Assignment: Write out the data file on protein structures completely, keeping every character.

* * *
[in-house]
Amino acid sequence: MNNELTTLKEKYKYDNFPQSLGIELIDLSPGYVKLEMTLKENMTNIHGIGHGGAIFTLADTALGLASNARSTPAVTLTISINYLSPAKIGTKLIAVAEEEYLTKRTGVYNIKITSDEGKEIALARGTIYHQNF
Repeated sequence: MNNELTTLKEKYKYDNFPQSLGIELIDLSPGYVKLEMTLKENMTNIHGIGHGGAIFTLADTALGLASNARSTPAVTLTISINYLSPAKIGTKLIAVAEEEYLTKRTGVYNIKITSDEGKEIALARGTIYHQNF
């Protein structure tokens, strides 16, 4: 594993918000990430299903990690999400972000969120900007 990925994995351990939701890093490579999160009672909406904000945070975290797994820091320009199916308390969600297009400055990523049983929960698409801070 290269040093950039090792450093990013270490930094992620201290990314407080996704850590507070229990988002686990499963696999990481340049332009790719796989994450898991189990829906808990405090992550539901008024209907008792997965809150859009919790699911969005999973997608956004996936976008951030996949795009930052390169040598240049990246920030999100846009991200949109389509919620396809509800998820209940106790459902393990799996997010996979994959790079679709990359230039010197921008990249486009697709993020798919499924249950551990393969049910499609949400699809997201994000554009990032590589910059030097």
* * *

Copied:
[in-house]
Amino acid sequence: MNNELTTLKEKYKYDNFPQSLGIELIDLSPGYVKLEMTLKENMTNIHGIGHGGAIFTLADTALGLASNARSTPAVTLTISINYLSPAKIGTKLIAVAEEEYLTKRTGVYNIKITSDEGKEIALARGTIYHQNF
Repeated sequence: MNNELTTLKEKYKYDNFPQSLGIELIDLSPGYVKLEMTLKENMTNIHGIGHGGAIFTLADTALGLASNARSTPAVTLTISINYLSPAKIGTKLIAVAEEEYLTKRTGVYNIKITSDEGKEIALARGTIYHQNF
């Protein structure tokens, strides 16, 4: 594993918000990430299903990690999400972000969120900007 990925994995351990939701890093490579999160009672909406904000945070975290797994820091320009199916308390969600297009400055990523049983929960698409801070 290269040093950039090792450093990013270490930094992620201290990314407080996704850590507070229990988002686990499963696999990481340049332009790719796989994450898991189990829906808990405090992550539901008024209907008792997965809150859009919790699911969005999973997608956004996936976008951030996949795009930052390169040598240049990246920030999100846009991200949109389509919620396809509800998820209940106790459902393990799996997010996979994959790079679709990359230039010197921008990249486009697709993020798919499924249950551990393969049910499609949400699809997201994000554009990032590589910059030097």